Trading Psychology ? Learn from Tennis Champions to Develop Mental Toughness
Occasionally, we get to ‘look’ inside the mind of a great performer. This year’s programming for the Wimbledon Tennis Championships offered such an opportunity. What many consider the greatest tie-break in tennis history – the completion of the fourth set of the 1980 Wimbledon Men’s Final between John McEnroe and Bjorn Borg – was replayed point-by-point with both McEnroe and Borg providing commentary. We got to see and hear what was going on in the minds of two great tennis champions.
McEnroe won the tie-break, 18-16, bringing the match to dead-even with one set left to play. Although the match was even, momentum had clearly shifted to McEnroe as he overcame Borg’s deft, expert play.
Commenting 30 years later, McEnroe said he knew the momentum had shifted. Borg had had several match point chances during the tie-break, but couldn’t convert them. McEnroe thought Borg was demoralized and that the Wimbledon Championship was his to take. Borg admitted he felt down and expected to lose. In fact, he said he was "sure of it."
A Career-Defining Experience
But McEnroe did not win. Borg found deep within himself the will to overcome McEnroe’s momentum and won the 1980 Wimbledon Championship. John McEnroe said this loss was a significant moment in his career, but not in the way you might think. Borg’s mental ability to dig deep within himself and not let the loss of the tie-break defeat him was eye-opening for McEnroe. He witnessed in Borg an exceptional level of mental toughness that he, too, wanted to possess. McEnroe was inspired to work on his mental game and soon became one of the great players in tennis.
A Lesson for Traders
How many traders become demoralized by a loss and then become entangled in their emotions? When things looked bleak, Borg dug deep. He didn’t feel sorry for himself or shift attention to his emotions. Instead, he remained committed to his game and kept his focus on what mattered most ? executing the right actions.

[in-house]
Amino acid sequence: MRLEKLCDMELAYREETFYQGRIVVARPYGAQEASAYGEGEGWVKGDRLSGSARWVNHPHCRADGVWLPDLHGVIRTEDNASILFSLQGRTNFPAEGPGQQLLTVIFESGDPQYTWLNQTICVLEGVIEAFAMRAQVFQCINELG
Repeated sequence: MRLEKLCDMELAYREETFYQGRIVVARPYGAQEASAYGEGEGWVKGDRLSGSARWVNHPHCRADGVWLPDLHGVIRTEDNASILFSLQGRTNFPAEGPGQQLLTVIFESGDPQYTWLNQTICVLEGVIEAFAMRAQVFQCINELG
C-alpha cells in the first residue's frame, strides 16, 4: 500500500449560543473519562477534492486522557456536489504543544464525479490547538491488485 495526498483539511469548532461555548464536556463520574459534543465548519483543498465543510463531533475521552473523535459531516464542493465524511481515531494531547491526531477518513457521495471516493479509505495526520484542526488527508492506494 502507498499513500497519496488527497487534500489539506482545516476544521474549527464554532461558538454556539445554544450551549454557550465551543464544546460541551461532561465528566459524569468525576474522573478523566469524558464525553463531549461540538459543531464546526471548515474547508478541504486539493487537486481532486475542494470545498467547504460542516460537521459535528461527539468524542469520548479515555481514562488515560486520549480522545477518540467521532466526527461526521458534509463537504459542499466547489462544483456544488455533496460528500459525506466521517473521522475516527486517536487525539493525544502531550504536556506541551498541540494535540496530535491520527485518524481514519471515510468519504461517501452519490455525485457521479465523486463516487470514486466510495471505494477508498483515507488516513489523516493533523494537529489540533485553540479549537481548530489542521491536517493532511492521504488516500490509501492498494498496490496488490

Like tennis, trading abounds with setbacks and adversity. Everyone makes mistakes and has losses. It takes a certain amount of mental toughness to overcome the adversity.
Mental toughness is about doing what needs to be done in order to trade well. It?s taking the actions necessary to keep yourself in the trading game. When a trader makes a mistake or suffers a loss, it often marks the beginning of a downward spiral where things quickly go from bad to worse. Feeling pressure, more mistakes are made, and perhaps more losses are suffered. Let?s look more carefully at how this can happen.
How Mental Chatter, Stress and Emotions Take You Out of the Trading Game
When a mistake is made or a loss suffered, the naturally tendency is to go inside and focus on what the mind is saying, on our bodily stress, and how badly we feel. This is nearly automatic.
After a loss, for example, you might hear your mind say something like, "Another loss! It?s the same old thing. I?m never going to be successful in trading. I?m a loser." Pretty depressing, isn?t it? How can a trader trade well when buying into such thoughts? Believing such mental chatter takes you right out of the trading game.